2010 – A Yarn Odessy

Here I am a few days into 2010 and trying to fulfill one of my New Year’s Resolutions–namely, to update my blog every week.  We will see how well I’ll pull this off.

January should be a good testing ground to see if I can master the time management skills needed to stay on top of submitting design proposals, swatching for new designs,  and meeting deadlines for designs that have sold.  And these are  just the work related items on my to-do list.

A piile of various Big Box and LYS yarns from my stash
A few skeins from the Stash

Another personal resolution is related to the quantity of yarn that is slowly taking over every corner of my home.  Thus the Yarn Odessy title of this post.

The yarn stash needs to be inventoried.  I have a bad habit of purchasing yarn because I have no idea what I actually have on hand.  Then there are the times when the “Oh Shiny!” reaction kicks in and I have to adopt at least one ball of that yarn.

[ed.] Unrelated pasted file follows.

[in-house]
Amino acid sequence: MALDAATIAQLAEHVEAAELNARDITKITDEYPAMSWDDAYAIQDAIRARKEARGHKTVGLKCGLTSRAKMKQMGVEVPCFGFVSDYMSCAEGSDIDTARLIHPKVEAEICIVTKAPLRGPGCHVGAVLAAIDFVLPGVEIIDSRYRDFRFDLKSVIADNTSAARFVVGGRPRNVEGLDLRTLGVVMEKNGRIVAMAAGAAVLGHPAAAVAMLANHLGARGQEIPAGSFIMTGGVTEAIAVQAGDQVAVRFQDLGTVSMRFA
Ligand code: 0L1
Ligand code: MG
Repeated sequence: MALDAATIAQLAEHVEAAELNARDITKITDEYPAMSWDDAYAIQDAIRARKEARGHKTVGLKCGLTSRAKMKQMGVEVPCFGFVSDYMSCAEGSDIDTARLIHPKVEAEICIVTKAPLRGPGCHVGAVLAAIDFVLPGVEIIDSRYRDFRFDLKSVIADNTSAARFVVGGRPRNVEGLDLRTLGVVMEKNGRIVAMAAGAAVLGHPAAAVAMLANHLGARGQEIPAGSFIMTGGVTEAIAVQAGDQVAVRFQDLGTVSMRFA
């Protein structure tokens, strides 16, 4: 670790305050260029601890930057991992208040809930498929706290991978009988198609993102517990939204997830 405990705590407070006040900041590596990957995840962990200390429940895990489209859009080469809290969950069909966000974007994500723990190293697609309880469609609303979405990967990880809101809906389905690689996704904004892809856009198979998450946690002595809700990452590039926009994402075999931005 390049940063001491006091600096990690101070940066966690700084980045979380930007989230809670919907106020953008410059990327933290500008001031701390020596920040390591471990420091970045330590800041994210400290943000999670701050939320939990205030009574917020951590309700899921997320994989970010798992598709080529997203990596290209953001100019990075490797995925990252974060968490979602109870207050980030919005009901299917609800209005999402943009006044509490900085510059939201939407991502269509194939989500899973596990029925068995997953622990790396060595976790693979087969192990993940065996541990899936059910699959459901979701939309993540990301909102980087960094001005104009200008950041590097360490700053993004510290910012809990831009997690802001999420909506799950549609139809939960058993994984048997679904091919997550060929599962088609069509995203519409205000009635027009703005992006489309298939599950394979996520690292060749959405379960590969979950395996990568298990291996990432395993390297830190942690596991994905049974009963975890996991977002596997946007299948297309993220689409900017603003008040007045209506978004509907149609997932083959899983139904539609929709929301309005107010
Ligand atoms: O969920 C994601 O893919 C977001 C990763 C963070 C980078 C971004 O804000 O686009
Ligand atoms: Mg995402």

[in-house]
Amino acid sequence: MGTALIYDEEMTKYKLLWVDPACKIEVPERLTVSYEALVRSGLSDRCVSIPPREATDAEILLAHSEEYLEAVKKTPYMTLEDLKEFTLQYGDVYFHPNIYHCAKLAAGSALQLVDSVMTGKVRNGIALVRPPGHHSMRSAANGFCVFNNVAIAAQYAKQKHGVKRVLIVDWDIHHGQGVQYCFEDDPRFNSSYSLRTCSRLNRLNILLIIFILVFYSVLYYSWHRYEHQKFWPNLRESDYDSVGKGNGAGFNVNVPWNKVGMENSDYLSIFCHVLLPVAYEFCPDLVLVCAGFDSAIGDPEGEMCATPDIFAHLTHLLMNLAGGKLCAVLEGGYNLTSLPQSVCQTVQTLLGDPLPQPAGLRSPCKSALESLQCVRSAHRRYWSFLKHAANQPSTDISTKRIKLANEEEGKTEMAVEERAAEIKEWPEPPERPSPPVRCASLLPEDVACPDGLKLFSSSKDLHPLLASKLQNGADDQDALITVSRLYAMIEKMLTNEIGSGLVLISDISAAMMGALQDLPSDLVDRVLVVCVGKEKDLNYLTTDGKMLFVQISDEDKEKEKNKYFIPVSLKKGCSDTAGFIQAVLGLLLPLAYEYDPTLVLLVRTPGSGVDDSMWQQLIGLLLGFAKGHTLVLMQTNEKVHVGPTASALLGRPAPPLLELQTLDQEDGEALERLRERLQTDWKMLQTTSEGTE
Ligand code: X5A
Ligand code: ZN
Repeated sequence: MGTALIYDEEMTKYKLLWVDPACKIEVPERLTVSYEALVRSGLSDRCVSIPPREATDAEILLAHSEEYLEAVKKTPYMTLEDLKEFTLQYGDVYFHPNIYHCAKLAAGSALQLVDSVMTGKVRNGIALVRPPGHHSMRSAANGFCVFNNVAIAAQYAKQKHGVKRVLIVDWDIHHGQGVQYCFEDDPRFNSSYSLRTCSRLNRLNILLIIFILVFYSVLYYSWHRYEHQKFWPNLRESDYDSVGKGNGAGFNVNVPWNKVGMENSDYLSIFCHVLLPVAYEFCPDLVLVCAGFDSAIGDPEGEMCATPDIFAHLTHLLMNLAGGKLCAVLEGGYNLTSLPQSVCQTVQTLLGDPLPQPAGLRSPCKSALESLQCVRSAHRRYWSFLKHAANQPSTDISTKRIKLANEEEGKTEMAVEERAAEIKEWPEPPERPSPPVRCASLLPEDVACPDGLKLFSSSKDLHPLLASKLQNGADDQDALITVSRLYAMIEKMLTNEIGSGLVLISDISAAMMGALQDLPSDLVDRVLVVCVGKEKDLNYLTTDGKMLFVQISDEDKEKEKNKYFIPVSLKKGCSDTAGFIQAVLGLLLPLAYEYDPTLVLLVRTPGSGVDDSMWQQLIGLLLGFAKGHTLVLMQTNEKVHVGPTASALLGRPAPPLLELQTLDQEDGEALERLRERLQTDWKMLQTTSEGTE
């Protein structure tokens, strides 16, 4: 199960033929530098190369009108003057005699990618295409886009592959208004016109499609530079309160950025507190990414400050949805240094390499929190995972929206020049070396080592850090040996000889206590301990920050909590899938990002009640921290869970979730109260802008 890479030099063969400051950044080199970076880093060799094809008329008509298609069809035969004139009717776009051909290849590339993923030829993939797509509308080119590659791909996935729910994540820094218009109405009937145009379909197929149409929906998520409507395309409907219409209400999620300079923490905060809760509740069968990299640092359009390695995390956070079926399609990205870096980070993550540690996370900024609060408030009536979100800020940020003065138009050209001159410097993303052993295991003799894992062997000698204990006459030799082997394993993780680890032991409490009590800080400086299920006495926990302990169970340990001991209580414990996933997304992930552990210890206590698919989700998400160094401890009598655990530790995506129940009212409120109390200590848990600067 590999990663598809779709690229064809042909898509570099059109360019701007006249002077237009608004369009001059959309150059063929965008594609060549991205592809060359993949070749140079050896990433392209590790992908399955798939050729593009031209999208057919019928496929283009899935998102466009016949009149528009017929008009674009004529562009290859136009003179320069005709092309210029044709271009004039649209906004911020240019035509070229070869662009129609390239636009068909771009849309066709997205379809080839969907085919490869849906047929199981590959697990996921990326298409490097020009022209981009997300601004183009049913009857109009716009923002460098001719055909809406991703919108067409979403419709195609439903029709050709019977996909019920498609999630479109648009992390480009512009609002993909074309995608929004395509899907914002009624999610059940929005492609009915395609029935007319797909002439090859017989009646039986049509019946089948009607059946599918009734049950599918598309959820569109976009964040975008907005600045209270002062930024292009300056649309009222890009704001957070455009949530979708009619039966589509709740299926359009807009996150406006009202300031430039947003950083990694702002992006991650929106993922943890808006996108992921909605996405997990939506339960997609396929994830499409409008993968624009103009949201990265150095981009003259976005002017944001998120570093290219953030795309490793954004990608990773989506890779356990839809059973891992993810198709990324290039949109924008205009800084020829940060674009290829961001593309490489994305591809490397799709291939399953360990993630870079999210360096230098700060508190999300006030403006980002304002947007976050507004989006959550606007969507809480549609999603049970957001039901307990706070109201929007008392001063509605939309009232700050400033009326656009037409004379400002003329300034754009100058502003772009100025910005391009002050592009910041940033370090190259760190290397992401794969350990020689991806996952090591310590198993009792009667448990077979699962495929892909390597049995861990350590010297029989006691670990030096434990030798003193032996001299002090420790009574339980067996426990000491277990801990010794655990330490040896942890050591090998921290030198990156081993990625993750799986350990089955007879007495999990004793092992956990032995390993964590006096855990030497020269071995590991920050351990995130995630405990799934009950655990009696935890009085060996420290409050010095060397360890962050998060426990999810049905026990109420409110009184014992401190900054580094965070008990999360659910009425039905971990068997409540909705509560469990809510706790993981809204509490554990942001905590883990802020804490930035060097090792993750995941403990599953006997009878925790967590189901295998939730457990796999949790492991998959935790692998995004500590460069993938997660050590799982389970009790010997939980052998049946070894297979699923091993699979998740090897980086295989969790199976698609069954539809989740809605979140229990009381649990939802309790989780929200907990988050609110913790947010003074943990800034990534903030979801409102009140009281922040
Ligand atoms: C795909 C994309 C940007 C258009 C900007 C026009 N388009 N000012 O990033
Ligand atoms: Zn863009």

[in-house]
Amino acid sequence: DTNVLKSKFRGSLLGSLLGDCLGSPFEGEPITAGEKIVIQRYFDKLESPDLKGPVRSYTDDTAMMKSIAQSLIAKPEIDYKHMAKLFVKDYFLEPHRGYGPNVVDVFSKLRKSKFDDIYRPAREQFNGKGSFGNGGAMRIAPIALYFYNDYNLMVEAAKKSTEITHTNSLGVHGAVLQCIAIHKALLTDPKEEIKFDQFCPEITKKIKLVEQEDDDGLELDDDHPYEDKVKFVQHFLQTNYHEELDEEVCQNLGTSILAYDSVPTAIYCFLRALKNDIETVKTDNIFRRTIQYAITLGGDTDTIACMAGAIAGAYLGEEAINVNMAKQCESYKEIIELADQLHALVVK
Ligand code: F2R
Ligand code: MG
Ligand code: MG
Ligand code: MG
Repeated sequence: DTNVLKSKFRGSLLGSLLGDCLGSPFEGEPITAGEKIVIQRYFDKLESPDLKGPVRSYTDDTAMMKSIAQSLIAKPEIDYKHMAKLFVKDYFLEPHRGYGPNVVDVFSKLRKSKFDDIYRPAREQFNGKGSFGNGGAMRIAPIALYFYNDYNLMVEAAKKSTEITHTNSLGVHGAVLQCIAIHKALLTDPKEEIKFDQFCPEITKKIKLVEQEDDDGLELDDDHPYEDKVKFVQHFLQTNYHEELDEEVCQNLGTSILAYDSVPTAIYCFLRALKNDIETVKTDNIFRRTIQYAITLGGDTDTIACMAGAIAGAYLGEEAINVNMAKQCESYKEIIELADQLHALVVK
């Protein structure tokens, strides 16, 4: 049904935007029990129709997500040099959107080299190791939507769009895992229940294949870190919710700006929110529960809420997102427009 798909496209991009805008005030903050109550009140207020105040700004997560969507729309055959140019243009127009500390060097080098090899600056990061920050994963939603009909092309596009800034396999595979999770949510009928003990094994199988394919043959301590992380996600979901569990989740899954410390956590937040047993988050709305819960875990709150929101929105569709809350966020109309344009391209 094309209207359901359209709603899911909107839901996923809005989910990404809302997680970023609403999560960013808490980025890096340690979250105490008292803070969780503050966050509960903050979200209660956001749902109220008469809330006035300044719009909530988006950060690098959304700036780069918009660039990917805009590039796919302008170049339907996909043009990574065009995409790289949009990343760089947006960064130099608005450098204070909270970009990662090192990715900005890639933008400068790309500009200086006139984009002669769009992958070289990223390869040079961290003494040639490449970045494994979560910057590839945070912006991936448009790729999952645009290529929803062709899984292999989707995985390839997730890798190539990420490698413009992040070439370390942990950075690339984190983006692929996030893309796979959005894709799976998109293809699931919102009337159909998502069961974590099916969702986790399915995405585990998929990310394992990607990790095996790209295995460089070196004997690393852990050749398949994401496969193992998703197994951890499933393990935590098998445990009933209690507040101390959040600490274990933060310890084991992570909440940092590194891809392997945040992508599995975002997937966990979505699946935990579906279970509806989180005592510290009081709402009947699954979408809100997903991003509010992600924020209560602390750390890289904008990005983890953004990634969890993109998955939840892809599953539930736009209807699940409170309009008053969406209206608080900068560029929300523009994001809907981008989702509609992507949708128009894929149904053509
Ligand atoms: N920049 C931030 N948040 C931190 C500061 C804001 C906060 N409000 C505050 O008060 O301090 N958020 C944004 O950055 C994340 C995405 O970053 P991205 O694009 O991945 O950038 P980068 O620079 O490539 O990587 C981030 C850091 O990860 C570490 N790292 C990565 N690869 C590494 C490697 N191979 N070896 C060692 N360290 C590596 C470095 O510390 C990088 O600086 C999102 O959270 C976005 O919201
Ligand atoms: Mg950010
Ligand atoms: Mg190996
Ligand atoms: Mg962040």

The yarn stash needs to be sorted into storage containers and matched with the inventory.  I have attempted this  numerous times in the past with minimal success….Okay truth be told, it only stayed manageable for about 3 weeks…then it all started to unravel (and the stash  has never been matched with any sort of inventory).

The yarn stash needs to be sorted by usage-Free Form projects, design swatching, and project completion.  This is the point where I completely lose momentum, even when I make progress with the other 2 ideas.

It’s a faulty system.  Digging thru the yarn to decide its ultimate destination becomes far too seductive.  All I really want to do is start playing with the yarn.  Before I know it, the 2 hours I scheduled to sort are past and it is time to make dinner for the family.

Well, now you see why I call this an Odessy.  Ulysses had better luck with Homer than I likely will have with my Yarn.  At least I will have a great time.

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Happy Hooks – or Why I’ve been ignoring the Blog

Approximately a month ago I purchased a set of Etimo hooks.  You may have heard of these wonderful hooks when Doris Chan blogged about them this past summer, or read about them recently on the CLF group at Ravelry.  They are from the Tulip Company out of Japan.